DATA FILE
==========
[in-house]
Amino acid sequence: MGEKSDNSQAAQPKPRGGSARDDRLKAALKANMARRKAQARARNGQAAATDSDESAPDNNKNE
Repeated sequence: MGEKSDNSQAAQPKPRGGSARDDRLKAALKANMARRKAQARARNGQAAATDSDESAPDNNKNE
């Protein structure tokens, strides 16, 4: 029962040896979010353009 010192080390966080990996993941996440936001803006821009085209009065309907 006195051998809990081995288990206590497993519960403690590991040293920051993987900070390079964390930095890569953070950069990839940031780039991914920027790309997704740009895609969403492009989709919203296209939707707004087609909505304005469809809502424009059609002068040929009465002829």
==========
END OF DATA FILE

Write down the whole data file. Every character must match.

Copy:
[in-house]
Amino acid sequence: MGEKSDNSQAAQPKPRGGSARDDRLKAALKANMARRKAQARARNGQAAATDSDESAPDNNKNE
Repeated sequence: MGEKSDNSQAAQPKPRGGSARDDRLKAALKANMARRKAQARARNGQAAATDSDESAPDNNKNE
């Protein structure tokens, strides 16, 4: 029962040896979010353009 010192080390966080990996993941996440936001803006821009085209009065309907 006195051998809990081995288990206590497993519960403690590991040293920051993987900070390079964390930095890569953070950069990839940031780039991914920027790309997704740009895609969403492009989709919203296209939707707004087609909505304005469809809502424009059609002068040929009465002829």